It’s interesting to live with this word CULTIVATION in the voice studio. I have come to embrace it as I work with all types of singers to help them understand the path of learning to sing. CULTIVATION to me speaks of indirectness, an allowing of something to happen, and a ‘weeding out’ of improper response. PRODUCTION on the other hand reminds me of DIRECT controls, DOING something, MAKING something happen, and SPEED, as well as conformity and corporatism. I find the latter incongruent with the Old Italian School. By working indirectly on the voice through combinations of vowel, volume, pitches, and consonants, I’m able to cultivate the inherent ‘seed’ that is already in the voice, waiting to be developed at the right time and harvested for a beautiful performance.

La scuola del bel canto/The bel canto school

I am including the below essay in Italian and English from Luigi Leonesi as an example upon which the bel canto school was primarily focused: register unification. Leonesi derided the modern singing of this time (1904) as functionally inferior to the vocal precepts of an earlier time.

It is interesting to read here an Italian speaking of these things, as the veristic school of Mascagni, Leoncavallo, and the Germanic approach shifted the pedagogical territory to an air of almost moral superiority in loud (not necessarily big) singing. For Leonesi, register unification was the hallmark of the Old Masters, and once this was accomplished the fullest extension and capacity of the instrument was available for the purpose of EXPRESSION. He notes that those without registrational unification are doomed to a limited palate of choices in their artistry. I often describe the registers as giving the singer the fullest palate of color possible. This way, they are able to paint whatever they wish. To focus on one register is to give a singer one jar of red paint and wish him or her luck in figuring out how to get blue.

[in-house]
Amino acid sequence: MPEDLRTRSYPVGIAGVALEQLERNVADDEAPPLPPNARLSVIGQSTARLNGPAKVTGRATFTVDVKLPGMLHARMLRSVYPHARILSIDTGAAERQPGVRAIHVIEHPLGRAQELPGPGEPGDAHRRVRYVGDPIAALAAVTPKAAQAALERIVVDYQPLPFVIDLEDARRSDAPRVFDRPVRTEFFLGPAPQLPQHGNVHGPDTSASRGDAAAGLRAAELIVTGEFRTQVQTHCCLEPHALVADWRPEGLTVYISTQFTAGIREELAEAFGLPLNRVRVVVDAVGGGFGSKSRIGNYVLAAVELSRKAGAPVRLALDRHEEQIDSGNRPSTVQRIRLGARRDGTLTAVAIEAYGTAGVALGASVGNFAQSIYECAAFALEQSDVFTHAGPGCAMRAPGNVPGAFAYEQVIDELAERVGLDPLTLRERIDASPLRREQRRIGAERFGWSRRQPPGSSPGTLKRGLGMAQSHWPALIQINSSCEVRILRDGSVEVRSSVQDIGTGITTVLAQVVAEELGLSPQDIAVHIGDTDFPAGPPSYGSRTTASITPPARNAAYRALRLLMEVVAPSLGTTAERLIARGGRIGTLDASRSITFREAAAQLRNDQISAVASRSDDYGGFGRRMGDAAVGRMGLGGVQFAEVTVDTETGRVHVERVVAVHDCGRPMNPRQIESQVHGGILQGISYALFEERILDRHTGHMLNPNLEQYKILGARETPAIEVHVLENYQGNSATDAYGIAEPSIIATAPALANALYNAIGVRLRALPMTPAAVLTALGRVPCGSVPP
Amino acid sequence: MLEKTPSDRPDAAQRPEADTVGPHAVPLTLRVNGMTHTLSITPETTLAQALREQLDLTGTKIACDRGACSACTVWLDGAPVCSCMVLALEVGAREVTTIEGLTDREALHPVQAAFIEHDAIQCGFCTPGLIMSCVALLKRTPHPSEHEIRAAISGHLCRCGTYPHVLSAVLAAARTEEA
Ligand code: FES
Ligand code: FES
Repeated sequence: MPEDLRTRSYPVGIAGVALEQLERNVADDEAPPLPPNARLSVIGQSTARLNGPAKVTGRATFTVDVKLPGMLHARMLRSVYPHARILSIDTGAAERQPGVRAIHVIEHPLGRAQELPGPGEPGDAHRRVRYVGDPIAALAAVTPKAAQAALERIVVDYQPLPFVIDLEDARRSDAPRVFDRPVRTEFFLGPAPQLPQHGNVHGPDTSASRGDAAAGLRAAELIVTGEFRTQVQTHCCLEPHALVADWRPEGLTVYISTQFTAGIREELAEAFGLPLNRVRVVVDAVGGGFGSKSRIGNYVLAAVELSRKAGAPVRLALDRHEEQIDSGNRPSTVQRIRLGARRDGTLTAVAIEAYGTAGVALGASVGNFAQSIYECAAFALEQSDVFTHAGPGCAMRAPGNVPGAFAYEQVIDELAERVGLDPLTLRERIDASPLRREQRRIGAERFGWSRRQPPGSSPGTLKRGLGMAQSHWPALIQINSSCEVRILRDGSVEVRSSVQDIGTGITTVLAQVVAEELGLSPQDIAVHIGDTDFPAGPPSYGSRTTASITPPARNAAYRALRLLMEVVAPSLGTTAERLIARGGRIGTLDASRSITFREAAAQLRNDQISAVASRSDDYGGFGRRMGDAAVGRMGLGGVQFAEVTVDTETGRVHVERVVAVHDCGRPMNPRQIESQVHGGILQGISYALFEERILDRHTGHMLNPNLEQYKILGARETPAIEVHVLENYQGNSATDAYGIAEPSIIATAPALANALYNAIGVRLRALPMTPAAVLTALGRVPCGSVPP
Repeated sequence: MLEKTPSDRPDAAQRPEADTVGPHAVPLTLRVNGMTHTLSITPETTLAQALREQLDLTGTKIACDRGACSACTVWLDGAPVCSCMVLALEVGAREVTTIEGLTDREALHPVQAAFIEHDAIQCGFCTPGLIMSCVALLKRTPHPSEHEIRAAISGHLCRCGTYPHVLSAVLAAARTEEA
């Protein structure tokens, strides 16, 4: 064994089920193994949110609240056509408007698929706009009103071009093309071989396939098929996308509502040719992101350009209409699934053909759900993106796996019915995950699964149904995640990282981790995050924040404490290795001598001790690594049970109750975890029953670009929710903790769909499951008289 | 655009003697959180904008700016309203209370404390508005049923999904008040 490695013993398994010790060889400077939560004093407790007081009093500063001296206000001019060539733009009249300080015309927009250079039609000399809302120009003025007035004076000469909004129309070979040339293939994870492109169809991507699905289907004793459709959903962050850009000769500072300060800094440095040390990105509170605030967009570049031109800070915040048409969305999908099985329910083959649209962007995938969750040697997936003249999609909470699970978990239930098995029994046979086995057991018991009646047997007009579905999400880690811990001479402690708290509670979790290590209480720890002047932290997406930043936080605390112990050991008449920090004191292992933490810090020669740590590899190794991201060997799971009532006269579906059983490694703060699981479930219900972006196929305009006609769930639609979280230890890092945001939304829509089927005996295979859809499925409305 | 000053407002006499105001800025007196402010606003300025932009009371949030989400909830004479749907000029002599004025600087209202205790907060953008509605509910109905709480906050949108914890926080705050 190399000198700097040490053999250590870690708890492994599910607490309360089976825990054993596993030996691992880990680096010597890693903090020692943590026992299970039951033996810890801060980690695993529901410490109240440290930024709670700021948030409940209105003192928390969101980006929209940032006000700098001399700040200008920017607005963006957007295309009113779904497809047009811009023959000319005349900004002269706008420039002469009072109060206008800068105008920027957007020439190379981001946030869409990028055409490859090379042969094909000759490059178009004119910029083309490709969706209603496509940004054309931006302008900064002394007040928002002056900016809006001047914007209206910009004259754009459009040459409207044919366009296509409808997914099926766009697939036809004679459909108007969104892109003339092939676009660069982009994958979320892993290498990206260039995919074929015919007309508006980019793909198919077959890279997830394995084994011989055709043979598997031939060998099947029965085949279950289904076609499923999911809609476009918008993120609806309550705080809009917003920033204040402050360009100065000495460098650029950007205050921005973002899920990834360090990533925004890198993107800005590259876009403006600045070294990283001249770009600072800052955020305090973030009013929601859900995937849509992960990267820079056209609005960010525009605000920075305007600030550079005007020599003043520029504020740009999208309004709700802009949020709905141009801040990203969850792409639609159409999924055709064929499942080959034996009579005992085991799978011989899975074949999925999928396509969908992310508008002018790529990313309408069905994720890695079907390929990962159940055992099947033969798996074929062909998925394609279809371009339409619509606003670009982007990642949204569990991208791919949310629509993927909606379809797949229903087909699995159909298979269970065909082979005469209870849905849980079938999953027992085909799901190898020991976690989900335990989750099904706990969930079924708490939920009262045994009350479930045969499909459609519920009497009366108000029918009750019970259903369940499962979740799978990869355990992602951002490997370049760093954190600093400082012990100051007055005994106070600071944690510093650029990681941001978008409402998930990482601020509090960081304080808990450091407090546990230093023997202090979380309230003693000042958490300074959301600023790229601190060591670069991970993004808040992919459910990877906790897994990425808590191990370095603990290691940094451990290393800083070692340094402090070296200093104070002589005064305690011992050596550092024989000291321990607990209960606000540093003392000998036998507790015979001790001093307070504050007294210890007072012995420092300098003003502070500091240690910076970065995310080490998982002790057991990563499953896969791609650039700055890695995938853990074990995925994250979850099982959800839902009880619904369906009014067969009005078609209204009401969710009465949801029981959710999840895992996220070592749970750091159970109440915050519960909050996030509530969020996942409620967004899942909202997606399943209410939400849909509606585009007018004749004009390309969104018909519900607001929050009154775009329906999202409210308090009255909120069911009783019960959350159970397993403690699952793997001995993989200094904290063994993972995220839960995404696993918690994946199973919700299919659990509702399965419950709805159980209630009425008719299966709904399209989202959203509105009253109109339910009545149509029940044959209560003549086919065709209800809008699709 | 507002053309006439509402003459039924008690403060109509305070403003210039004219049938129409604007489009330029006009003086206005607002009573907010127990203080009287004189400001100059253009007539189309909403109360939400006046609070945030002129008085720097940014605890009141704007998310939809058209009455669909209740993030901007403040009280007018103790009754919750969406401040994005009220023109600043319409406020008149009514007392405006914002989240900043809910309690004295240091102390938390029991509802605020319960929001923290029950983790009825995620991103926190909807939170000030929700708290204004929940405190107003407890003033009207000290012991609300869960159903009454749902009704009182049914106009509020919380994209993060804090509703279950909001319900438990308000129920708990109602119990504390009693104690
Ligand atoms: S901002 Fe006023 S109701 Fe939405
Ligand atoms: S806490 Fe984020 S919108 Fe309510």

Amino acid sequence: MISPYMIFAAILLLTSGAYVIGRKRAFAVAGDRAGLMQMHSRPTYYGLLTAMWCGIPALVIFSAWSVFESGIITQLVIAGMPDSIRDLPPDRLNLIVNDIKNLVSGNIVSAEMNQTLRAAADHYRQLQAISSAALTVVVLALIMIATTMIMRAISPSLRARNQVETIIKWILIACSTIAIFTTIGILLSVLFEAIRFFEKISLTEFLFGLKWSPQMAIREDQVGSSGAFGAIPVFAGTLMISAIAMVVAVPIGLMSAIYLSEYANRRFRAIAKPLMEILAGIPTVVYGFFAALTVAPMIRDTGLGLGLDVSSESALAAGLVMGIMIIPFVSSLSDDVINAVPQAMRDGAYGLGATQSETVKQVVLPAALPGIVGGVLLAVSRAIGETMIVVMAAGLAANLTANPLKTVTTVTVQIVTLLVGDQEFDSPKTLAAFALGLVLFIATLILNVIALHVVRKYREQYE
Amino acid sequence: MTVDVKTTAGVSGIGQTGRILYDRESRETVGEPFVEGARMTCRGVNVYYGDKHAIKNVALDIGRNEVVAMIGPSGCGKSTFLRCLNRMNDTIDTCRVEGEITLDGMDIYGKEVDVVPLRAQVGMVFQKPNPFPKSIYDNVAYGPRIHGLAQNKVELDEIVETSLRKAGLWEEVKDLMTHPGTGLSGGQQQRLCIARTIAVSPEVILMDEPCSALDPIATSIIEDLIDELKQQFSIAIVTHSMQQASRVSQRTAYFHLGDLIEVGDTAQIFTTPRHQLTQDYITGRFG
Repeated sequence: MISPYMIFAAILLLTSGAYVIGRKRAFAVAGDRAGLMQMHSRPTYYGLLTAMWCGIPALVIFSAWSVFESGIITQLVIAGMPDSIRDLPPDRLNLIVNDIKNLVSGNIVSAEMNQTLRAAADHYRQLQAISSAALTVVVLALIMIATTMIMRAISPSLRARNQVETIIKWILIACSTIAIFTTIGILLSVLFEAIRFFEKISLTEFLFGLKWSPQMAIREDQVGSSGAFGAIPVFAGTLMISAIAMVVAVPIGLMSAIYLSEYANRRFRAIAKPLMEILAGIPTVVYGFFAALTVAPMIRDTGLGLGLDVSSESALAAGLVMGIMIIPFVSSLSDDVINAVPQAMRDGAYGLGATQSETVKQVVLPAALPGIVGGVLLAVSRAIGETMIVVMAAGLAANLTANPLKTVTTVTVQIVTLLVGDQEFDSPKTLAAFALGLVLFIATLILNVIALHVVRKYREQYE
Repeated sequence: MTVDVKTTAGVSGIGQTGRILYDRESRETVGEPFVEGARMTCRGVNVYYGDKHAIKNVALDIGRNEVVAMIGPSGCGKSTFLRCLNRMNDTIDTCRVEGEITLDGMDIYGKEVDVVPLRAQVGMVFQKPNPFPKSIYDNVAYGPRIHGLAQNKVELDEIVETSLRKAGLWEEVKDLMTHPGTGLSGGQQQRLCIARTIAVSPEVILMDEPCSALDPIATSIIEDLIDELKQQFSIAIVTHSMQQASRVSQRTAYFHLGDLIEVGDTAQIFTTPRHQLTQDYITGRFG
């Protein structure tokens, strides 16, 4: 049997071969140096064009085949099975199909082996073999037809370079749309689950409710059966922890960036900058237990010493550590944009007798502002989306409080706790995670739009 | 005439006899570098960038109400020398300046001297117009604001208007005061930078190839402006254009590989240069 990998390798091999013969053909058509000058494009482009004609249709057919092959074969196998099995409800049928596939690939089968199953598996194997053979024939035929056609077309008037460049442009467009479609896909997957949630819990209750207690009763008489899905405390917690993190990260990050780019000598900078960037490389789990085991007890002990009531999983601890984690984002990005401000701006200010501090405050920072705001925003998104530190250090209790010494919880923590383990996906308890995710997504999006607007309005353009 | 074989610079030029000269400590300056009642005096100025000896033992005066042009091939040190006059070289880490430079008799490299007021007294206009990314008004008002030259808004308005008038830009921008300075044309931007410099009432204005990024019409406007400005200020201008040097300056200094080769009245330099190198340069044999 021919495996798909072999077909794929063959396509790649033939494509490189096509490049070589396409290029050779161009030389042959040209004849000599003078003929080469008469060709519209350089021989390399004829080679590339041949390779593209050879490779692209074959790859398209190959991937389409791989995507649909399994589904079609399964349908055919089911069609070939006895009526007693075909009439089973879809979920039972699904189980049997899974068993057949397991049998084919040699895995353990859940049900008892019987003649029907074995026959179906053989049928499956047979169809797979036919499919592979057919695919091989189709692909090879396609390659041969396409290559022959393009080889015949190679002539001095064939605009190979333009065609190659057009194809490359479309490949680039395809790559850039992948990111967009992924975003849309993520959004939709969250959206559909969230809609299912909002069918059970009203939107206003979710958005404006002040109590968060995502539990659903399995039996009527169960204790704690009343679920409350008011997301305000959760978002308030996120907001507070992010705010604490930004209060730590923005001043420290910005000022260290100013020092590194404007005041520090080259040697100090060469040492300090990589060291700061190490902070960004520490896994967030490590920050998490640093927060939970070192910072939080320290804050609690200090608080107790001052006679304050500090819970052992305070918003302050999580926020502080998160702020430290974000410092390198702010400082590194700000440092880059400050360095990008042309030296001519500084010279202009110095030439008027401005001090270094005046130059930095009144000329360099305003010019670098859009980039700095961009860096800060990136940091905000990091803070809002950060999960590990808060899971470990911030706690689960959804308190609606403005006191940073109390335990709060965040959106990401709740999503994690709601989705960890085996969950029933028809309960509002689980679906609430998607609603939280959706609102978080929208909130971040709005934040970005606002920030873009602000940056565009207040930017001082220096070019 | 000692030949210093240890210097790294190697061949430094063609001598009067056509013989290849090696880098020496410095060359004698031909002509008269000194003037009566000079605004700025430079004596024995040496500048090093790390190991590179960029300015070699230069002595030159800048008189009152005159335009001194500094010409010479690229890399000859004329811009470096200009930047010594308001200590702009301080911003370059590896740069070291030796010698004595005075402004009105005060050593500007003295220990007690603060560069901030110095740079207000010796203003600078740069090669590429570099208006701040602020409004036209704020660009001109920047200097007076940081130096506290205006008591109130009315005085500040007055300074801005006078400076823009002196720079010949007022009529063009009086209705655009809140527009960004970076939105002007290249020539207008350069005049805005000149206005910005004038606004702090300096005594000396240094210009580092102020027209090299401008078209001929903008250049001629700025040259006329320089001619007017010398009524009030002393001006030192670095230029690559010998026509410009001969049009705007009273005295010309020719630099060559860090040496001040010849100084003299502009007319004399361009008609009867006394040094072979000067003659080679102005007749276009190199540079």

Leonesi describes what might be described as a ‘pulled-up’ chest voice all the way to the top of the range, which without the benefit of register unification takes on a screamy, yelly, belty quality. This assertion tracks with much of the literature of Tosi, Mancini, and Garcia as well, and touches upon the point I made in an earlier post on the faddism of vowel modification as the only route to bridging the passaggio, instead of an equitable muscle balance in the larynx.

We have to remember that the pervasive idea of ‘vocal miniaturism’ so prevalent when thinking about anything pre-1830 or so, is patently false. Voices were large and penetrating as well as flexible. The A-B-A form of Handel’s arias exemplified this demonstration of agility coupled with dramatic sustained singing. The arias of Broschi, Vivaldi, and Handel demand register unification and phenomenal breath control (as a result of this unification). They’re also NOT short on DRAMA. Later on this musical (ABA) form mutated into the cavatina/cabaletta in the high cult of bel canto in the early 19th Century. The poles of bel canto (agility/sustained singing) were the RULE not the exception as they are today.

To disregard the registers of the voice and believe that breath or resonance alone are the focus in training (especially for those teachers who wish to understand bel canto schooling) is to prefer a latter school of thought on the voice, and not the empirically tested (tried and true) ideas of the earliest Masters of singing. To deny the primacy of head voice/falsetto and chest voice in training is to misconstrue the extant writings that we have and shoehorn modern ‘square’ aesthetic preferences into a 19th Century ’round’ hole. It is also lazy scholarship.

From Leonesi:

Le condizioni in cui ci troviamo sono molto peggiori del primo periodo, chè, se allora abbandonarono lo scopo del canto, conservarono però la perfezione del meccanismo, mentre noi oggi abbiamo abbandonato e smarrita e l’uno e l’altra.

Per dar qui un esempio, dirò che la voce naturale cantata senza sforzo dà poco più di un’ottava d’estensione, mentre per l’arte del canto ne occorrono quasi due. Quindi come procurarsi gli altri suoni?

Gli antichi maestri, con una trovata di genio, che può dirsi più miracolosa che famosa, riuscirono ad unire la voce naturale con la voce di falsetto o testa, in modo che non distinguevasi l’una dall’altra, mentre noi ora sforziamo la voce naturale, più o meno chiusa, a salire in alto, credendo così, in buona fede, di essere tecnicamente eguali alla scuola antica.